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Tajikistan: Five Years Of Official Peace Reigns

  • Bruce Pannier

Today marks the fifth anniversary of the official end of Tajikistan's five-year civil war. Despite the cessation of hostilities, however, the country remains poor and the peace fragile. RFE/RL looks back at the start of war, the unique power-sharing plan that ended it, and the Tajik people's prospects for the future.

Prague, 27 June 2002 (RFE/RL) -- Five years ago today, the Tajik Peace Accord was signed in Moscow by President Imomali Rakhmonov and the leader of the United Tajik Opposition (UTO), Said Abdullo Nuri.

The agreement ended a five-year civil war in which at least 50,000 Tajiks were killed. At any given time between 1992 and 1997, 500,000 Tajik citizens were either living as internally displaced people or as refugees in neighboring countries, including war-torn Afghanistan.

The peace agreement began an unprecedented experiment in governing as the Tajik government, composed mainly of former Communist Party members, agreed to hand over 30 percent of the government to the mainly Islamic opposition.

It has been a rocky five years since, and although the situation is improving, there are serious problems still confronting Tajikistan.

Tajikistan's civil war began in early 1992 and further devastated a country that was already one of the poorest of the 15 republics of the former Soviet Union. The country endured five different leaders in the first six months of the war.

The fighting started for a number of reasons -- political, religious, ethnic, and clan hostilities and the settling of vendettas that had simmered during the Soviet years.

Encouraged by independence and with the recent liberal Soviet reforms of the Mikhail Gorbachev era fresh in their minds, people turned out in the Tajik capital, Dushanbe, in early 1992 to demand more rights for political groups. These groups ranged from democrats to those who favored maintaining parts of the familiar communist past.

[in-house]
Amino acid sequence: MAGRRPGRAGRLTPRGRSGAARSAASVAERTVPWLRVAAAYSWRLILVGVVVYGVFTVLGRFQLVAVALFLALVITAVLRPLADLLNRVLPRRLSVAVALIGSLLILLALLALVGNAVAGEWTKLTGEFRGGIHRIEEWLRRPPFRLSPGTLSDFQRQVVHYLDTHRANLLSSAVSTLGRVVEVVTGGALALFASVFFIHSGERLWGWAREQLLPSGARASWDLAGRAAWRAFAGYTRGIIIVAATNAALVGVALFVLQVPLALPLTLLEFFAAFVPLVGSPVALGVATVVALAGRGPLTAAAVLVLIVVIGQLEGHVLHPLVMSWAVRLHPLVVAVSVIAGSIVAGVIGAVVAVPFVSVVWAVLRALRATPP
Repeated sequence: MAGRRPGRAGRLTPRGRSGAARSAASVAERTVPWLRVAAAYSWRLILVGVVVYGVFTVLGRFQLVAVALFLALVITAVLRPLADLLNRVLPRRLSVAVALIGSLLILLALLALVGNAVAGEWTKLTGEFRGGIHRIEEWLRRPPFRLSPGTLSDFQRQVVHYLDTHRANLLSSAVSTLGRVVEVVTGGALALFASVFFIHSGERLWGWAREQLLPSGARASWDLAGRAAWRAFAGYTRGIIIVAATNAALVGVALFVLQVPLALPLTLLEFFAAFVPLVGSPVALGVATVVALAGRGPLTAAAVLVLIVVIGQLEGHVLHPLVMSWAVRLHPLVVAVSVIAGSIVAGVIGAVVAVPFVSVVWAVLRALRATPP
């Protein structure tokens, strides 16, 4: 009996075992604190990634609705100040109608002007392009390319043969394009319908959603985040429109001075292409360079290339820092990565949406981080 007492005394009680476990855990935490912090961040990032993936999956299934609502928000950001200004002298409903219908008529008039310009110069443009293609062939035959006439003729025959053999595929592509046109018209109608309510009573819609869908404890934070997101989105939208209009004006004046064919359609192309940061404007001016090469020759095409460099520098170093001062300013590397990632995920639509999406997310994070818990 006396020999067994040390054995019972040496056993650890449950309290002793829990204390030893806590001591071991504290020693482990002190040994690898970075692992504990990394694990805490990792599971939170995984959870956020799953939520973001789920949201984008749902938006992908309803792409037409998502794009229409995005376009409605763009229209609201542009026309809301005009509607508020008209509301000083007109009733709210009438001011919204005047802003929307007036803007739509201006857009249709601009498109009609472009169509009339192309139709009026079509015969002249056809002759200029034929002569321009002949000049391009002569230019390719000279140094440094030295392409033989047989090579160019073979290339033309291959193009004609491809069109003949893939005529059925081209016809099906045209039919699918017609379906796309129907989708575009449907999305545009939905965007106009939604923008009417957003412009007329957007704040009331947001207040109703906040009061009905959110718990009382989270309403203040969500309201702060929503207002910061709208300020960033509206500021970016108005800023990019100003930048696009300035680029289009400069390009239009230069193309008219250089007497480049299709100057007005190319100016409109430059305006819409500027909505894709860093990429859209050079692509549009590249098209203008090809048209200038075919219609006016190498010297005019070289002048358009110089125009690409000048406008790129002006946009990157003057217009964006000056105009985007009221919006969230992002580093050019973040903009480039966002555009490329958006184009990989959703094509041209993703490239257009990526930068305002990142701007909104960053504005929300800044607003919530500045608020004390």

Muslims demanded more freedom to practice their religion and construct houses of worship, but these demands soon deteriorated as Sunni and Shiite groups began armed hostilities.

The civil war also brought the phenomenon of "Mahallism" to the fore. Mahalla means something like "neighborhood," and the term was used to explain the fighting that broke out between peoples of different regions, many of whom had been forcibly relocated during the Soviet era to areas outside their traditional clan regions.

Eventually, two groups emerged in Tajikistan as principle rivals.

Imomali Rakhmonov, the former speaker of parliament, was selected to lead the country by a group of warlords and former Soviet government officials at an emergency meeting in November 1992. Rakhmonov was supported by Russia, which had more than 20,000 soldiers stationed in Tajikistan, and by neighboring Uzbekistan.

The UTO was supported by Iran and also likely by Tajik factions within Afghanistan, among whom the UTO found sanctuary during the war.

After years of fighting, however, neither side could claim significant advances.

Ramiro Piriz Ballon was the United Nations special envoy for Tajikistan from 1994 to 1996. He attended the first Tajik peace talks in Moscow in 1994 and several subsequent negotiating sessions.

In an interview last year, he spoke to RFE/RL's Tajik Service about the UN's role in mediating the Tajik peace: "I think that the UN participation in the peace process was absolutely essential to start and develop the negotiations between the Tajiks, but had there not been a will from both sides to come to terms, to reach a political solution, the efforts of the UN would not have been fruitful. I believe that both factors count very much. The UN presence was decisive. It also inspired confidence in both sides that they were under an impartial arbiter."